Thursday, July 7, 2011

The Future of Final Cut Pro X

I realize I'm joining the Final Cut Pro X conversation a little late in the game, but I tend to give things the benefit of the doubt, and honestly, I was a bit shocked and confused by what I was hearing regarding the new, download-only, "app" release. This New York Times article helps shed some light on the hysterical rants of the FCP community by pointing out some of the favorite features from FCP 7 which are just in different places in FCP X, and explaining how some features will be added later on. It's an article definitely worth reading.

Currently, I'm not too worried about Final Cut Pro X. As the article accurately points out, we're not yet obligated to upgrade, and FCP 7 is still working just as well as it ever did. My concern is where Apple is going to be taking FCP X in the future. If the future of Final Cut Pro is to become "iMovie Pro" then I will have to start shopping for and learning a new platform, like Avid or Adobe. However, I'm not ready to count FCP X out yet. I think Apple and Mr. Jobs have something up their sleeve.

Here's what I think is really going on. The FCP X which we have seen and been gossiping about is Apple's new entry level editing software. Within a relatively short time span, iMovie will unexist like in Orwell's 1984. Apple computers will come with absolutely no video post software OR a new program which will be more or less unusable. All home movie enthusiasts, and amateur film makers will have to cough up $300.00 to play Spielberg in their backyards.

What about the Pro level users you ask? The FCP X I speak of will act as the foundation for which Pro Level editors can begin to build a proper post platform. After downloading some upgrades and spending money on additional "apps", pluggins, 3rd part software/hardware, a Pro Editor will actually have built himself a Final Cut Pro X editing station which basically resembles a FCP 7 platform, but it will be able to background render and allows editing while ingesting media. FCP X will the Lego set of None Linear Editors, allowing users to add functionality and compatibility as they see fit.

I could just be in denial; the release of Final Cut X could be the end of pro level editing platforms from Apple, but what I've described above seems like a logical business model. Apple is a pretty sharp company, and I really can't believe they would just throw themselves under the bus. Why would they spend so many years building a pro level piece of software, as well as a faithful following, just to throw it all out?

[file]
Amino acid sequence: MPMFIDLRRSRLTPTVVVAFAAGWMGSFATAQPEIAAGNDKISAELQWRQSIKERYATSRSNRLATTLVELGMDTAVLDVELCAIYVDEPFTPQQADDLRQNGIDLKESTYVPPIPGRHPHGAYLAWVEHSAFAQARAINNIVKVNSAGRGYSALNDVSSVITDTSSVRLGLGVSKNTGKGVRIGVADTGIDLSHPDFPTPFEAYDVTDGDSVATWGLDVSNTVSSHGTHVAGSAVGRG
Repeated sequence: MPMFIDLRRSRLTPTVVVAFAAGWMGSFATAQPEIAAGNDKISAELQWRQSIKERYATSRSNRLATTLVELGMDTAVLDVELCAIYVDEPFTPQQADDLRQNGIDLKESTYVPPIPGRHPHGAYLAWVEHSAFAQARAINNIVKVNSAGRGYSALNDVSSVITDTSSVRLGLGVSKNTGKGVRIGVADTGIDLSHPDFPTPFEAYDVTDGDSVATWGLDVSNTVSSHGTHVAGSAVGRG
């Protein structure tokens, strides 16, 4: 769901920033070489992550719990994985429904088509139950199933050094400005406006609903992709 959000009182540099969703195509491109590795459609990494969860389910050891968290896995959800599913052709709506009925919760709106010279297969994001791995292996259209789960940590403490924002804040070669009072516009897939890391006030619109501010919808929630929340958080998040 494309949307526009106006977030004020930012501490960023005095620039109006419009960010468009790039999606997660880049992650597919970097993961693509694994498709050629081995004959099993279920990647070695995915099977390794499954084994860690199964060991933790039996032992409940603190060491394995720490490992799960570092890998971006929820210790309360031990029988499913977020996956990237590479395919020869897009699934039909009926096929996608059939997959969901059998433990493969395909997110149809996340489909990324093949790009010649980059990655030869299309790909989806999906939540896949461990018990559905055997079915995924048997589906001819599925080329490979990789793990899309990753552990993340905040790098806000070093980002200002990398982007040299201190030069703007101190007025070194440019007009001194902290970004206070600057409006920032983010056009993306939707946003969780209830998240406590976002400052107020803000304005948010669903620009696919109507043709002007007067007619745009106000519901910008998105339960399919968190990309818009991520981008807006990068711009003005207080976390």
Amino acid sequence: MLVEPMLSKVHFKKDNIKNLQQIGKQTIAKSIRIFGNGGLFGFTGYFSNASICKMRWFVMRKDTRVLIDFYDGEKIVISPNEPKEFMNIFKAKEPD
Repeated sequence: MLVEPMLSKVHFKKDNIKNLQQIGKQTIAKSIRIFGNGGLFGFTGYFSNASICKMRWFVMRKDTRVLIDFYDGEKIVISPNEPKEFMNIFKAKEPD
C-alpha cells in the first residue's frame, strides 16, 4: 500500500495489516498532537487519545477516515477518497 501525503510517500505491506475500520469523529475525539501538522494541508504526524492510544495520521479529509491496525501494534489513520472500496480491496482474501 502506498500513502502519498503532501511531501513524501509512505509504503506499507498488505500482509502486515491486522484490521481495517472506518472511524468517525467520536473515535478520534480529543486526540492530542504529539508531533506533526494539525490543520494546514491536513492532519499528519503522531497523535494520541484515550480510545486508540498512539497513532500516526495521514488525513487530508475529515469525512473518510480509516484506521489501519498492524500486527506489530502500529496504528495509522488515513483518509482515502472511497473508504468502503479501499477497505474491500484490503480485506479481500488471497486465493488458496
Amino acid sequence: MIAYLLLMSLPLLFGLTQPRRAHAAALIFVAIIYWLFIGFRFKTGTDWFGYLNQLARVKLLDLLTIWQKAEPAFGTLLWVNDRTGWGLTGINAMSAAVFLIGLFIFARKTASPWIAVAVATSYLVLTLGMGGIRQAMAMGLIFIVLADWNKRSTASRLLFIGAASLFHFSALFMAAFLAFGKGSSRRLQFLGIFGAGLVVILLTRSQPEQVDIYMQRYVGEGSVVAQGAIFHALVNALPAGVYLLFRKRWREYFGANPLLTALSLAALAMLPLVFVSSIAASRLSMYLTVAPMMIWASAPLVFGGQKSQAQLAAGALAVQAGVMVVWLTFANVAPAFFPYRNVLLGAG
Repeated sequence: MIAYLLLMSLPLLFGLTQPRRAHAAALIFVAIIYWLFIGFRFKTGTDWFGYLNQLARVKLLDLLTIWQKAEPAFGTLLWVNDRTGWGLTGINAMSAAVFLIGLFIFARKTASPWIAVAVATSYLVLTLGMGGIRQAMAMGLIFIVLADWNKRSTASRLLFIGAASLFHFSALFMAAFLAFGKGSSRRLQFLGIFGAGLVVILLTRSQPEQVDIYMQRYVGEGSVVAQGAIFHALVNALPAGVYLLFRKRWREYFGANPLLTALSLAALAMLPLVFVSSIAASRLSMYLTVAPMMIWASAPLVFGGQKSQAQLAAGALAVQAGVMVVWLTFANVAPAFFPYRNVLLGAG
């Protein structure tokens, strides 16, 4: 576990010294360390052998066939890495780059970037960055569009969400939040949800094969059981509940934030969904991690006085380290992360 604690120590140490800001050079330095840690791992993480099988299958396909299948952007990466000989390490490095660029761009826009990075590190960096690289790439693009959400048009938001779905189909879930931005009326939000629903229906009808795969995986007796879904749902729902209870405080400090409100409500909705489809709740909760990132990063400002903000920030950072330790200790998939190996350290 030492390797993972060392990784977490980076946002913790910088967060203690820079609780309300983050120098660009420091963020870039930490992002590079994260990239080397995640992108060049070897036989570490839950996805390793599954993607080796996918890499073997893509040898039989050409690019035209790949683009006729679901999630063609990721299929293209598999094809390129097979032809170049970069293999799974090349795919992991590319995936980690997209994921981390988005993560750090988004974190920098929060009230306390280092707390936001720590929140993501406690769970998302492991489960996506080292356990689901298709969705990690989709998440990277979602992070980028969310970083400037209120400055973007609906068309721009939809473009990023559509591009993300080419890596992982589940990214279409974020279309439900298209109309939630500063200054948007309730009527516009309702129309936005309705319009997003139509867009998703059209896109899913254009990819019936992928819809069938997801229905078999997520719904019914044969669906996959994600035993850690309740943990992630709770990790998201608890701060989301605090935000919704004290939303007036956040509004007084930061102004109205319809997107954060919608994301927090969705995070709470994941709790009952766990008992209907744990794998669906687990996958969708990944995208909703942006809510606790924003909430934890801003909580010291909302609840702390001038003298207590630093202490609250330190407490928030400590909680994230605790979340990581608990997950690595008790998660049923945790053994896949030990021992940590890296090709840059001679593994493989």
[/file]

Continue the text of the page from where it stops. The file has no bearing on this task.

What do you all think?

5 comments:

  1. you are right... you can also find latest Entry Level Jobs alerts online.

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  2. i think that fcp x have not the future, it's not pro, it's for housewifes(

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  3. I"ve used it for a total of two hours. Interesting to say the least. I'm going to stick with them at least for another year to give them time to make adjustments for us pro editors. However, if after a year it stays a glorified iMovie, then I'm going back to Avid or Premiere Pro. It could be that Apple is following Adobe's old strategy of creating a open source program that developers a& 3rd party companies can customize and alter for their own products. So you could have a landscape where Apple only releases basic updates to keep up with industry changes, but many companies would sell their own versions of Final Cut X that work with their proprietary hardware & software. It goes against Apples tight control of their products, yet for this pro app, it could work and make sense because Apple doesn't make money off of Final Cut (well, not until the sell of X). They make the bulk of their money off of the boxes and now iPads and iPhones. I will be testing the software in its current form in a few weeks after I get my new RAID installed. I have a documentary to edit and I want to see how well I can edit in X on a long form project. I've tested it for ENG editing and its a breeze. Yet, layering and compositing seems very difficult.

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  4. I agree with you David. I think FCPX will become a very modular system with which to edit. Someone like me, a professional photographer, does not want to deal with all the deep level edit work like my friends do in broadcast. That stuff is VERY deep and I'd rather outsource the work to someone with years of experience then try to learn it myself in a cram weekend.

    I already know the basics of Premiere and FCP7 and I get by with both but there's so much for me to love with FCPX. There's a part of me, the part that likes to tinker, that wants to dive into CS5.5 and not look back but what that will get me is a body of work that's post heavy and that's not where I want to go.

    I'm sitting at the desk of my new Mac Pro with only FCP Studio 3 on it and I've held off installing anything else. I'm thinking of only using Aperture and FCPX for one month to see how I like everything.

    I'm not an Aperture user anymore but I think it could be a good experiment.

    Motion 5 BTW is way overlooked. I think Motion 5 is the FCPX secret weapon for creating your own looks and plugins.

    BTW get on Google+ I won't be on FB for a while if ever.

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  5. Yup, its really nice post. The shoulder mount also reduces the amount of vibration and sway that you may experience while you are mobile.

    Camera Cage

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